by / Wednesday, July 20, 2011

Spicy Kalamata Sourdough Loaf

Even though my kitchen winds up being like 1000° when I bake something lately,  I just can't help myself sometimes.  The name alone was enough to convince me that I needed to try this loaf of bread.  I wish that I had a smaller brotform (or that I had used a bowl instead) so that I would've ended up with a rounder, taller loaf...but really that's just aesthetics...because this loaf does not lack at all for flavor.  It's the kind of loaf you want to wrap up and tuck into a picnic basket with a bottle of wine, some thinly sliced ham, a few hunks of cheese, and a bottle of chilled white wine.  Now if you'll excuse me, my blanket is getting heavy...I'm heading off to sit under a shady tree.  Just me and my picnic basket.
adapted ever-so-slightly from the Bewitching Kitchen
makes 1 loaf

200g (200 ml) water at room temperature
142g sourdough starter (at 100% hydration)
¼ tsp. instant yeast
280g bread flour + more as needed
85g dark rye flour
9 g salt
¾ c. (~80 g) kalamata olives, halved
1 tsp. red pepper flakes
2 Tbs. fresh rosemary leaves, chopped
2 Tbs. fresh oregano leaves, chopped

Dissolve the starter and the instant yeast in the water in a large bowl. Add the flour, mix to incorporate (or use a mixer w/ dough attachment on low speed), then cover with a plastic wrap and allow it to sit for 20 minutes.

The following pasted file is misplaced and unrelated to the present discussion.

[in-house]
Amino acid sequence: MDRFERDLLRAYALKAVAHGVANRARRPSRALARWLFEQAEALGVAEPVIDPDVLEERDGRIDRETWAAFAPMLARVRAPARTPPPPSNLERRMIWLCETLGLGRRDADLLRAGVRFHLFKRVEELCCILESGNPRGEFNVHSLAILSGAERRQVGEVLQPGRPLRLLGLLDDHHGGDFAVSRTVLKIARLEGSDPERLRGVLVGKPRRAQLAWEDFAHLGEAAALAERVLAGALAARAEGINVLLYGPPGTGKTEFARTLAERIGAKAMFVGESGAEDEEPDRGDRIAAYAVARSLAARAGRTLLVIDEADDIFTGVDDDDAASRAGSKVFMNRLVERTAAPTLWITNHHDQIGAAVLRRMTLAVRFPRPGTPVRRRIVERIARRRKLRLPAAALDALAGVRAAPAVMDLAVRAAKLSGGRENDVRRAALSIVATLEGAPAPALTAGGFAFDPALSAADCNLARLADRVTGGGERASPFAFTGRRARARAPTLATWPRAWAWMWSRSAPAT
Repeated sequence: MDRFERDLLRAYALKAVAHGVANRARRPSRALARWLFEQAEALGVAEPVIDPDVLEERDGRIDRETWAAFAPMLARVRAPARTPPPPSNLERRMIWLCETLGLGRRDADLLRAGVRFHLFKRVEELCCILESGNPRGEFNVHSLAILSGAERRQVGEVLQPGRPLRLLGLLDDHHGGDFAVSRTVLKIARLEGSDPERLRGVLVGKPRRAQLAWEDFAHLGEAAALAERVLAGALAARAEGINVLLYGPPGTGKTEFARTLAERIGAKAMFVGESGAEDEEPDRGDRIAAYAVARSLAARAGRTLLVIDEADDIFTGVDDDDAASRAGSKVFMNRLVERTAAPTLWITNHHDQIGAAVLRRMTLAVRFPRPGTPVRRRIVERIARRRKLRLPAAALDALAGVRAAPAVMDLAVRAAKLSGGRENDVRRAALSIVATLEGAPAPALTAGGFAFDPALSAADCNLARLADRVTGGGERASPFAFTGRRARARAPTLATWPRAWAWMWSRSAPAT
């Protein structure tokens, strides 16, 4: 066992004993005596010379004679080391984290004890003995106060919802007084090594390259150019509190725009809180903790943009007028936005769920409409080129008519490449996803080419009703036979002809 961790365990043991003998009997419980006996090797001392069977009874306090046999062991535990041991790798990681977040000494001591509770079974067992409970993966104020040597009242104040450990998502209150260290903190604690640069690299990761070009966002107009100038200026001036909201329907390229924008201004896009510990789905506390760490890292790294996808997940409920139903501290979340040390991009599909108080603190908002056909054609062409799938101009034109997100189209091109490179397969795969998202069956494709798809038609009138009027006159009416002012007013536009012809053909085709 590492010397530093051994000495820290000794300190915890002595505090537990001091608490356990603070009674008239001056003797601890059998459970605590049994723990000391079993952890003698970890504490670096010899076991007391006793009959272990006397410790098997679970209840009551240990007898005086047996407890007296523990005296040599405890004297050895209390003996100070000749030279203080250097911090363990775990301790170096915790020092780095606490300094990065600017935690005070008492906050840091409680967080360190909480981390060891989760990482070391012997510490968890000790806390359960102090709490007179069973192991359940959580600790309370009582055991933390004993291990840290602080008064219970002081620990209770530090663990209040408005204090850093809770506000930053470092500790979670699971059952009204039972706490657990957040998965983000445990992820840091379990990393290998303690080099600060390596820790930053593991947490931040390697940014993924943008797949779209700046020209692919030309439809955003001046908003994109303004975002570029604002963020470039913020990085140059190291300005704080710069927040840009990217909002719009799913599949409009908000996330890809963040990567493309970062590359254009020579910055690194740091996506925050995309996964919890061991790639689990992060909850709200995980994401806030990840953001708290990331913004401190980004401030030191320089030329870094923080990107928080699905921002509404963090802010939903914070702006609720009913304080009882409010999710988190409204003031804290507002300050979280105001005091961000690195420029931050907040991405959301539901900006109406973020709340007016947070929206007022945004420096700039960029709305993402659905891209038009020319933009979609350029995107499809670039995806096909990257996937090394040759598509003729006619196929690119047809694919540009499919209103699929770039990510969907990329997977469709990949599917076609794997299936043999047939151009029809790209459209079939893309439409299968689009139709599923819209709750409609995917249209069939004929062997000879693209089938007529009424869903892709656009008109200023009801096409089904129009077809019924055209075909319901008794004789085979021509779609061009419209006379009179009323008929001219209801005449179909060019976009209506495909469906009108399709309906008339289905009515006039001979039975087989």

Sprinkle the salt on top, and gently knead it in for a few minutes.

Once the salt is incorporated, add the olives, red pepper, rosemary, and oregano and knead by hand (or with the mixer at low speed).

Let the dough rise for 3 hours, kneading quickly three different times...once every 45 minutes or so.

Shape the dough into a round, place in a banetton/brotform or a bowl lined with well-floured linen with the seam up. I imagine you could free-form it, too if need be.  Let rise until almost doubled in size.

Preheat oven to 450° F during last 20 minutes or so of rise time.  Place a baking stone on middle shelf.

Slide into oven and spray with a mist of water, then close the oven door. Bake for 30 minutes, then lower the temperature to 425° F for another 20 minutes or until done.

Remove to a rack to cool.
This may not seem like a lot of spice...but it packs a lot of heat!  It's salty and sour and spicy all at once.  And extremely addicting.  I like as-is or toasted or as the bread on a sandwich.  I probably at half of the loaf toasted and spread with a layer of cream cheese with a big dollop of Tomato Jam...which I got from the super cool Meredith from Anchovies and Butter (along with a jar each of Peach Jelly, Apple Cranberry Jelly, and New Mexico Pepper Jelly...awesome!  Thanks Meredith☺).

I am sharing this post with:
BBD #42: Bread for a Picnic
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Heather is a Michiana-based food, drink, and travel writer with a fondness for garlic, freshly baked bread, stinky cheese, single malt Scotch, and Mexican food—who believes that immersing herself in different cultures one bite at a time is the best path to enlightenment.

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